If there is one thing I have learned in almost 30 years of family law practice, it is that children are the constant victims of divorce and other family court disputes. Whether the divorce is amicable or whether the parents engage in a brutal battle over custody and parenting time, I am willing to bet that most children of divorce, if granted one wish, would use it to keep their families intact.
Although I always try to practice law with the best interests of children in mind, as a family law attorney, I recognize that I am part of that tidal wave that washes over the safety and security of my clients’ children. Like all the other adults in the child’s life, I am making recommendations and taking actions that will impact the child – for better or worse – and usually, the child has little or no say in the decisions that will change everything for him/her. Children are truly powerless. This truth was driven home to me recently when one of my custody clients committed suicide in apparent response to the trial court’s decision to “split the baby” (i.e., there was no clear winner in a long, drawn out, financially and emotionally devastating custody battle). This wonderful but depressed and overwhelmed father left a four year old and a six year old son to grapple with the loss.
With these thoughts in mind – and in particular at this time when there has been so much senseless violence against children (Sandyhook Elementary School comes to mind) I would like to engage in an act that will help to bring healing to children. I have therefore decided to commit the first $100 of every retainer I receive from each new client to support local children’s charities. The two charities I have selected each represent a particular focus on the well-being of children. They are:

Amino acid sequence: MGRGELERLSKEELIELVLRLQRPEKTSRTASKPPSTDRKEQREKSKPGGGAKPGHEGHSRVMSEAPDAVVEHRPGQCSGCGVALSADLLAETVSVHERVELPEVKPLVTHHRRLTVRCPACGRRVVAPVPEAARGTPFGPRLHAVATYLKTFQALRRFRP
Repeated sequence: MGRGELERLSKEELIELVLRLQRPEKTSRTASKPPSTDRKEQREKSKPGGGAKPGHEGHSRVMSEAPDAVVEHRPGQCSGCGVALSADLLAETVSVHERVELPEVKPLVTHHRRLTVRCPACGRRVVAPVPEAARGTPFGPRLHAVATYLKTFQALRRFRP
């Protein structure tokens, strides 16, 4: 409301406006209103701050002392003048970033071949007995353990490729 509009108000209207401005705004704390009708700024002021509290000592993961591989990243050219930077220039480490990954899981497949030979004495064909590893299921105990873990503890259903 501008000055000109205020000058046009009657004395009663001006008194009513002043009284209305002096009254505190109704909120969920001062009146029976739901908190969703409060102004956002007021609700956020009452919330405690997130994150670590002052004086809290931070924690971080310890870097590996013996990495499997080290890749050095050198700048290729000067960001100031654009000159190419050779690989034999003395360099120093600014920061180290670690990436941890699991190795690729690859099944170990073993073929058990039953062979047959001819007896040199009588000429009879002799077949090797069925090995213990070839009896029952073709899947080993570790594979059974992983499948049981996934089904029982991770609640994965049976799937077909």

CARE HOUSE. Care House is an agency devoted to protecting children in our community. By providing prevention, intervention and treatment services to victims of physical and sexual abuse and neglect, the organization’s websites cites that fact that it makes a difference in the lives of more than 1,500 children and their families each year. All of its programs and many community collaborations take place in Pontiac-based CARE HOUSE.
SANDCASTLES provides a caring place for children, teens and their families who have experienced a death, to share their loss and journey through grief in a safe and supportive environment. SandCastles offers grief support groups, an annual weekend camp and community education and awareness.
I encourage all my clients, potential clients and certainly all of my family law colleagues to find a tangible way to give back to the community and help secure good lives for the children who will grow up one day and inherit our legacy.